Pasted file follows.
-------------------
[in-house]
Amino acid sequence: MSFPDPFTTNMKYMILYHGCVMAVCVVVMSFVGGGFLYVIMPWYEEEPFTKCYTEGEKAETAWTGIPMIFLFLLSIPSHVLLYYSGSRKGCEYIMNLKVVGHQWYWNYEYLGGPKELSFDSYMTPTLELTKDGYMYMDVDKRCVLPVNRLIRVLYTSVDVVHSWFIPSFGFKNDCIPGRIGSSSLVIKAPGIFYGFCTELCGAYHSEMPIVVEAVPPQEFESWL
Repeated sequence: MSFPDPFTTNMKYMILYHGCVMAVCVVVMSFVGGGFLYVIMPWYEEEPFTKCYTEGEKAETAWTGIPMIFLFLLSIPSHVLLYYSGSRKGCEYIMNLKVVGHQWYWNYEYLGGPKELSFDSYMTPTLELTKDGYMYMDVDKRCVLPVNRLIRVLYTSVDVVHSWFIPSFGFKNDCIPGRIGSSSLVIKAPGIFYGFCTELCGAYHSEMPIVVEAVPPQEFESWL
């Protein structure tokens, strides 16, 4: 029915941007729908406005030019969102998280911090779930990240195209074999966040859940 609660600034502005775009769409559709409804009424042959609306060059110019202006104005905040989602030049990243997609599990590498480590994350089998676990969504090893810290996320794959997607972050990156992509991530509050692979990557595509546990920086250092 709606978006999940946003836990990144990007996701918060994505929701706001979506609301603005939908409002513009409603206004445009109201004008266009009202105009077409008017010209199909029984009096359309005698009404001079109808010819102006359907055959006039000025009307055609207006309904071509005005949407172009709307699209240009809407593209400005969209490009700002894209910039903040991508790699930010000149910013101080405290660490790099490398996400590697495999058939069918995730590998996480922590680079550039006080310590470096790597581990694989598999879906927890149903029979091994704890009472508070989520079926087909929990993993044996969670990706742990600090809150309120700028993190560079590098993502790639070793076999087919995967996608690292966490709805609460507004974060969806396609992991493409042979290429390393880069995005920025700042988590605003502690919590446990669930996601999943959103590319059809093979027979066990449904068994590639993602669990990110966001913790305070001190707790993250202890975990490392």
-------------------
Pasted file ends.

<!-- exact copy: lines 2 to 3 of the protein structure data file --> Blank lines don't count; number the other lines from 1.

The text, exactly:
Amino acid sequence: MSFPDPFTTNMKYMILYHGCVMAVCVVVMSFVGGGFLYVIMPWYEEEPFTKCYTEGEKAETAWTGIPMIFLFLLSIPSHVLLYYSGSRKGCEYIMNLKVVGHQWYWNYEYLGGPKELSFDSYMTPTLELTKDGYMYMDVDKRCVLPVNRLIRVLYTSVDVVHSWFIPSFGFKNDCIPGRIGSSSLVIKAPGIFYGFCTELCGAYHSEMPIVVEAVPPQEFESWL
Repeated sequence: MSFPDPFTTNMKYMILYHGCVMAVCVVVMSFVGGGFLYVIMPWYEEEPFTKCYTEGEKAETAWTGIPMIFLFLLSIPSHVLLYYSGSRKGCEYIMNLKVVGHQWYWNYEYLGGPKELSFDSYMTPTLELTKDGYMYMDVDKRCVLPVNRLIRVLYTSVDVVHSWFIPSFGFKNDCIPGRIGSSSLVIKAPGIFYGFCTELCGAYHSEMPIVVEAVPPQEFESWL